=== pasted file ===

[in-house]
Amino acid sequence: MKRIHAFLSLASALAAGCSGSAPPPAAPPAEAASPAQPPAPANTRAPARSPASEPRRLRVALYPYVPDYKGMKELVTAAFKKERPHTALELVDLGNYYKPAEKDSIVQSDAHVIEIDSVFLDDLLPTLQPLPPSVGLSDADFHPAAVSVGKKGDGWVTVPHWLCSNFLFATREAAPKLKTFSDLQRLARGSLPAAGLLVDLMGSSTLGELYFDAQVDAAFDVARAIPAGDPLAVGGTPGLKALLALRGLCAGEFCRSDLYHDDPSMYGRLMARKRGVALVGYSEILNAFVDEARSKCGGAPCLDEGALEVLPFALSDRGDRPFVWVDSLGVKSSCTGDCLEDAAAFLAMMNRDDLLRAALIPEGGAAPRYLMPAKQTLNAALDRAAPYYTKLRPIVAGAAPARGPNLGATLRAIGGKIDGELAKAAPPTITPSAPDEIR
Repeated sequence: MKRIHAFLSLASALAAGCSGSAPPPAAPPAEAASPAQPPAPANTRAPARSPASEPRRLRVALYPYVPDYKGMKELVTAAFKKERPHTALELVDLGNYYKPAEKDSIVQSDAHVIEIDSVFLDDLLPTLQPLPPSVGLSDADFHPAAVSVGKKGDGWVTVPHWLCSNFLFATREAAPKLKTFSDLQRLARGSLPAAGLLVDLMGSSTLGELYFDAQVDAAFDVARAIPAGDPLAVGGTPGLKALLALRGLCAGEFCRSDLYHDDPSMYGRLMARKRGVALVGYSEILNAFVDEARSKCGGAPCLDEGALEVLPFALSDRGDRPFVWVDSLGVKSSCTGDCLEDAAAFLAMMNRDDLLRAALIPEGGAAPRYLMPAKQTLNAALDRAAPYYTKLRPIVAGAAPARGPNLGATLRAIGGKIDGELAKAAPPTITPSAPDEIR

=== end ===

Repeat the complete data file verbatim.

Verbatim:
[in-house]
Amino acid sequence: MKRIHAFLSLASALAAGCSGSAPPPAAPPAEAASPAQPPAPANTRAPARSPASEPRRLRVALYPYVPDYKGMKELVTAAFKKERPHTALELVDLGNYYKPAEKDSIVQSDAHVIEIDSVFLDDLLPTLQPLPPSVGLSDADFHPAAVSVGKKGDGWVTVPHWLCSNFLFATREAAPKLKTFSDLQRLARGSLPAAGLLVDLMGSSTLGELYFDAQVDAAFDVARAIPAGDPLAVGGTPGLKALLALRGLCAGEFCRSDLYHDDPSMYGRLMARKRGVALVGYSEILNAFVDEARSKCGGAPCLDEGALEVLPFALSDRGDRPFVWVDSLGVKSSCTGDCLEDAAAFLAMMNRDDLLRAALIPEGGAAPRYLMPAKQTLNAALDRAAPYYTKLRPIVAGAAPARGPNLGATLRAIGGKIDGELAKAAPPTITPSAPDEIR
Repeated sequence: MKRIHAFLSLASALAAGCSGSAPPPAAPPAEAASPAQPPAPANTRAPARSPASEPRRLRVALYPYVPDYKGMKELVTAAFKKERPHTALELVDLGNYYKPAEKDSIVQSDAHVIEIDSVFLDDLLPTLQPLPPSVGLSDADFHPAAVSVGKKGDGWVTVPHWLCSNFLFATREAAPKLKTFSDLQRLARGSLPAAGLLVDLMGSSTLGELYFDAQVDAAFDVARAIPAGDPLAVGGTPGLKALLALRGLCAGEFCRSDLYHDDPSMYGRLMARKRGVALVGYSEILNAFVDEARSKCGGAPCLDEGALEVLPFALSDRGDRPFVWVDSLGVKSSCTGDCLEDAAAFLAMMNRDDLLRAALIPEGGAAPRYLMPAKQTLNAALDRAAPYYTKLRPIVAGAAPARGPNLGATLRAIGGKIDGELAKAAPPTITPSAPDEIR